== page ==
Both ABS and PLA are capable of creating dimensionally accurate parts. However, there are a few points worthy of mention regarding the two in this regard.

 

3D printing in ABS

For most, the single greatest hurdle for accurate parts in ABS will be a curling upwards of the surface in direct contact with the 3D Printer’s print bed. A combination of heating the print surface and ensuring it is smooth, flat and clean goes a long way in eliminating this issue.

For fine features on parts involving sharp corners, such as gears, there will often be a slight rounding of the corner. A fan to provide a small amount of active cooling around the nozzle can improve corners but one does also run the risk of introducing too much cooling and reducing adhesion between layers, eventually leading to cracks in the finished part.

 

3D printing in PLA

Compared to ABS, PLA demonstrates much less part warping. For this reason it is possible to successfully print without a heated bed.

PLA undergoes more of a phase-change when heated and becomes much more liquid. If actively cooled, much sharper details can be seen on printed corners without the risk of cracking or warp. The increased flow can also lead to stronger binding between layers, improving the strength of the printed part.

 

ABS and PLA General Material Properties

In addition to a part being accurately made, it must also perform in its intended purpose.

 

3D printing in ABS

ABS as a polymer can take many forms and can be engineered to have many properties. In general, it is a strong plastic with mild flexibility (compared to PLA). The flexibility of ABS makes creating interlocking pieces or pin connected pieces easier to work with. It is easily sanded and machined. Notably, ABS is soluble in Acetone allowing one to weld parts together with a drop or two, or smooth and create high gloss by brushing or dipping full pieces in Acetone. Compared to PLA, it is much easier to recycle ABS.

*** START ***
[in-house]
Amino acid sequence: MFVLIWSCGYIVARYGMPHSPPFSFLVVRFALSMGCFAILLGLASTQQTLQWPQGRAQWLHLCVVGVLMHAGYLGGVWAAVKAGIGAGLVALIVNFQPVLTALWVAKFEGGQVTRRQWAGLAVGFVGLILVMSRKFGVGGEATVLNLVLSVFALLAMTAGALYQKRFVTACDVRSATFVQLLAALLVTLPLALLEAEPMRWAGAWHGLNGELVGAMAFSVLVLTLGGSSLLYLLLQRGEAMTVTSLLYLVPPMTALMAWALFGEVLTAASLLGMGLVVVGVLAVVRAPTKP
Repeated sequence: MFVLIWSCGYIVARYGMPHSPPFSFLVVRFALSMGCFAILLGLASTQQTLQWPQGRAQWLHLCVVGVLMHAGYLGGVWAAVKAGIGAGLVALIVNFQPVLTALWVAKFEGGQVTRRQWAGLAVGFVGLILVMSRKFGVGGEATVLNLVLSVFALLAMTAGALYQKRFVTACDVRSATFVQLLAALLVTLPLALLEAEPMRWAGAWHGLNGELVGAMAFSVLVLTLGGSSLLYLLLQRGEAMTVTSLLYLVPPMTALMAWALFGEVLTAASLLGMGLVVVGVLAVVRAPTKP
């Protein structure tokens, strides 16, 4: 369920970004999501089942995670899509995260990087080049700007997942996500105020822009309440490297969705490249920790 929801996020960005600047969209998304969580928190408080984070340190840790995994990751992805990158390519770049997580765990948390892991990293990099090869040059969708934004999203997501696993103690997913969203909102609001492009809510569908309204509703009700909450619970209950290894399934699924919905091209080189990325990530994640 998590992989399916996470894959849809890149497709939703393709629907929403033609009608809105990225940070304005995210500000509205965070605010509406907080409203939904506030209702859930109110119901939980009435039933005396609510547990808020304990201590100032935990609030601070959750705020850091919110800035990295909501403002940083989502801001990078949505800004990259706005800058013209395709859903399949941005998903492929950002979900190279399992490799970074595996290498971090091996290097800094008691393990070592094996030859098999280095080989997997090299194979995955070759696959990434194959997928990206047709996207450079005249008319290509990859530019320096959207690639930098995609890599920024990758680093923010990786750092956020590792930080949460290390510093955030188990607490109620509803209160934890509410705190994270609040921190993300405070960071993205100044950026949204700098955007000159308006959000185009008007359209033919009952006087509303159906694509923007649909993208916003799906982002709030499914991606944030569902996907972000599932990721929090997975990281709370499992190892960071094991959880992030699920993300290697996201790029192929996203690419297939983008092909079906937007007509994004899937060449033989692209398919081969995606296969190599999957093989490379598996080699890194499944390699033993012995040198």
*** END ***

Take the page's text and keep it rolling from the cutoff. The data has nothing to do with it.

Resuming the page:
Its strength, flexibility, machinability, and higher temperature resistance make it often a preferred plastic by engineers and those with mechanical uses in mind.

 

3D printing in PLA

Created from processing any number of plant products including corn, potatoes or sugar-beets, PLA is considered a more ‘earth friendly’ plastic compared to petroleum based ABS. Used primarily in food packaging and containers, PLA can be composted at commercial compost facilities. It won’t bio-degrade in your backyard or home compost pile however. It is naturally transparent and can be colored to various degrees of translucency and opacity. Also strong, and more rigid than ABS, it is occasionally more difficult to work with in complicated interlocking assemblies and pin-joints. Printed objects will generally have a glossier look and feel than ABS. With a little more work, PLA can also be sanded and machined. The lower melting temperature of PLA makes it unsuitable for many applications as even parts spending the day in a hot car can droop and deform.

 

In Summary

Simplifying the myriad of factors that influence the use of one material over the other, broad strokes draw this comparison.

 

3D printing in ABS

Its strength, flexibility, machinability, and higher temperature resistance make it often a preferred plastic for engineers, and professional applications. The hot plastic smell deter some as does the plastics petroleum based origin. The additional requirement of a heated print bed means there are some printers simply incapable of printing ABS with any reliability.

 

3D printing in PLA

The wide range of available colors and translucencies and glossy feel often attract those who print for display or small household uses. Many appreciate the plant based origins and prefer the semi-sweet smell over ABS. When properly cooled, PLA seems to have higher maximum printing speeds, lower layer heights, and sharper printed corners. Combining this with low warping on parts make it a popular plastic for home printers, hobbyists, and schools.

Benefit of 3d printing in abs was last modified: March 17th, 2015 by CoenLauwerijssen